Scottish news bulletin: 14th April 2009
- Reform Scotland
- 14 April 2009
All newspaper references refer to Scottish editions. Where there is a link to a newspaper’s website, the relevant page reference is blue and underlined.
Unemployment: Traditional manufacturing areas are showing the highest increases in unemployment during the recession according to a study by the Work Foundation. The increase in the number of people claiming jobseeker’s allowance in Glasgow is the third highest in the UK (Guardian page 23, Scotsman page 28, Record page 2).
Finance sector jobs: More than 24,000 finance sector jobs could be lost in Scotland over the next two years according to a study for Scottish Enterprise by DTZ (Herald (Monday) page 1).
Scottish recovery: Although Scotland may be ‘beyond the worst’ of the recession, recovery ‘remains out of sight’, according to the Royal Bank of Scotland’s latest purchasing managers’ index (Scotsman page 28). Michael Fry argues that Scotland’s entrepreneurs hold the key to creating new sources of income (Sunday Herald page 38).
All-party talks: Gordon Brown will host all-party talks with Scotland’s political leaders on the state of the economy ahead of the first meeting of the UK Cabinet in Scotland for almost a century (Times (Monday) page 19, Scotsman (Monday) page 2).
Research funding: A leading financier has warned that Scotland risks being left behind in terms of research and development funding because of its over-reliance on state funds. Rohit Talwar argues that Scottish businesses must rise to the challenge of generating their own money for research (Times page 8).
NHS spending: A leading cancer specialist has warned that ‘tough choices’ will need to be made about which treatments the NHS can afford to fund. Prof John Smyth called for a wide-ranging debate about how the finite NHS budget should be spent (Sunday Herald page 7, Sun (Monday) page 4, Telegraph page 2).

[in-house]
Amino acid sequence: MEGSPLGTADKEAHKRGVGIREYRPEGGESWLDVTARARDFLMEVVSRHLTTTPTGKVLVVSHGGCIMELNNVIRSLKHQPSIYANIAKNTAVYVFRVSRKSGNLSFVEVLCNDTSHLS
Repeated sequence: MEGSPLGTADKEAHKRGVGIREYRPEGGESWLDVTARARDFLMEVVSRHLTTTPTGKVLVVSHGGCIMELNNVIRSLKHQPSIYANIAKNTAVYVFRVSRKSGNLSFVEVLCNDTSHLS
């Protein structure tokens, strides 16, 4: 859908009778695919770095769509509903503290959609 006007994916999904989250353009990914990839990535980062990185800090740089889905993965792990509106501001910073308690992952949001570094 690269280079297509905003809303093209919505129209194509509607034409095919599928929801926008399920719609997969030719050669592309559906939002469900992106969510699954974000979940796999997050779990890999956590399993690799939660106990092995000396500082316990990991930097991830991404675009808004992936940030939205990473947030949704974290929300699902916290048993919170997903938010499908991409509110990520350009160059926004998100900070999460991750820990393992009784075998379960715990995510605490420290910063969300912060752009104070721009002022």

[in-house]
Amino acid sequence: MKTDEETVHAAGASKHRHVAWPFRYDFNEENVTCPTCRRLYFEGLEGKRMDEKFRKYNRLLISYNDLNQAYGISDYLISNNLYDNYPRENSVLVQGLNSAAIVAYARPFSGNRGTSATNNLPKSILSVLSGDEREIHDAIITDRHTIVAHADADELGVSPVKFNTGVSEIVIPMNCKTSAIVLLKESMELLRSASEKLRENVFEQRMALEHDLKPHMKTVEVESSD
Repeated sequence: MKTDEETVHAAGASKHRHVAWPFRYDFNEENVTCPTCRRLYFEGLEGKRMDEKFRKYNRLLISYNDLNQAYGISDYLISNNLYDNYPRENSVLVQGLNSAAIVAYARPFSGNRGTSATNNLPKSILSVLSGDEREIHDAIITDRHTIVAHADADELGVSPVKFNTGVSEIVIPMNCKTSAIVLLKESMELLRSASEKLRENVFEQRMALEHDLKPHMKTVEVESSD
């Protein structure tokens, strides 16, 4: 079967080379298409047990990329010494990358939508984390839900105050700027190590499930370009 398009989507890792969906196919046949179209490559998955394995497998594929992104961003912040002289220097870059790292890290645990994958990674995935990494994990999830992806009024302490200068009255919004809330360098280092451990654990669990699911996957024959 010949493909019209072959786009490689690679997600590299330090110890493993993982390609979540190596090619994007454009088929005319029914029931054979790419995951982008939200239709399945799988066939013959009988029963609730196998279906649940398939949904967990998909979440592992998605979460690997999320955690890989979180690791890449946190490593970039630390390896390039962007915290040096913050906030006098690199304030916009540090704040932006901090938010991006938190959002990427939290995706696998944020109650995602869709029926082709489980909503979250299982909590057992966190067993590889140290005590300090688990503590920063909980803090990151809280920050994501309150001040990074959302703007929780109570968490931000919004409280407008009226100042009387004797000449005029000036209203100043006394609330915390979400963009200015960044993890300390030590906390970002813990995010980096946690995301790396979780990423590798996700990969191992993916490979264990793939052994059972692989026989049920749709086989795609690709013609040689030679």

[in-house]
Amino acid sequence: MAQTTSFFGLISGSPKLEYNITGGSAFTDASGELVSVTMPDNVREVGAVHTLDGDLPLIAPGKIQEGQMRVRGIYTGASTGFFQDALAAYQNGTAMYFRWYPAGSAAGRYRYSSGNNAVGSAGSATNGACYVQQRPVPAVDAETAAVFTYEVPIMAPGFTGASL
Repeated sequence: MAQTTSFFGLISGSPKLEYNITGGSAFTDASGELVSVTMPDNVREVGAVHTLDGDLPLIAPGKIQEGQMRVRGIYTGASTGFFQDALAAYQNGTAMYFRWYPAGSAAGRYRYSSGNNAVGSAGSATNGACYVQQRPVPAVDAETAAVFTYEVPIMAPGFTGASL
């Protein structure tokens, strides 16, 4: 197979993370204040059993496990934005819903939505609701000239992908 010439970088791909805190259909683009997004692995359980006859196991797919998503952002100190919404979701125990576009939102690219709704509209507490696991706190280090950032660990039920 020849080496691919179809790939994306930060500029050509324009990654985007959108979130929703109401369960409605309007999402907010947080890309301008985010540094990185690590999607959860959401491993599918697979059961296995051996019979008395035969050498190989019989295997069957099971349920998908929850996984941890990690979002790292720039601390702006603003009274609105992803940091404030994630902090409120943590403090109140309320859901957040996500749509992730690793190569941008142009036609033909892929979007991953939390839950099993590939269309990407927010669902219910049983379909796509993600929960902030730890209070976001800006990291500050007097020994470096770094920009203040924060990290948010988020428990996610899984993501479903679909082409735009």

Teachers’ pay: Sir Tom Hunter, one of Scotland’s most successful entrepreneurs, has called for under-performing teachers to be sacked and for teachers’ pay to be linked to performance (Sunday Herald page 1, Express (Monday) page 8).
National curriculum: Former chief inspector of schools in England Chris Woodhead criticises the Scottish Government’s proposed Curriculum for Excellence, saying that it risks ‘making a mockery of education’ (Sunday Times Ecosse page 4).
Lottery funding: The Scottish arts and culture sector is facing a £44m squeeze in the funding it receives from the lottery due to flat ticket sales, the London Olympics and accounting changes at the Heritage Lottery Fund (Herald page 1). Phil Miller comments on the evolution of the new arts funding body Creative Scotland (Herald page 15).
Equal pay: Tens of thousands of equal pay cases which have been on hold for years should now be able to progress through the legal system because of a ruling by the Appeal Court in England and Wales (Herald page 5).
Number 10 emails: Gordon Brown has written personal letters expressing ‘great regret’ to David Cameron and other senior Conservatives slurred by his former aide, Damian McBride, in a leaked email. Mr Brown also wrote to the Cabinet Secretary, Sir Gus O’Donnell, calling for the rules about special advisors to be tightened (Times page 1, Guardian page 1, Telegraph page 1, Herald page 1).
Scottish independence: Murray Ritchie comments on the SNP’s strategy to achieve independence in the light of the recent death of Professor Sir Neil MacCormick (Scotland on Sunday page 16).
Cardinal’s criticism: Cardinal Keith O’Brien, leader of Scotland’s Roman Catholics, has said that Scotland is ‘staring into the abyss of social collapse’ due to the Scottish Government’s failure to address the underlying causes of social breakdown (Scotsman (Monday) page 18, Herald (Monday) page 3, Telegraph (Monday) page 1).
Reform Scotland is an independent, non-party think tank that aims to set out a better way to deliver increased economic prosperity and more effective public services based on the traditional Scottish principles of limited government, diversity and personal responsibility.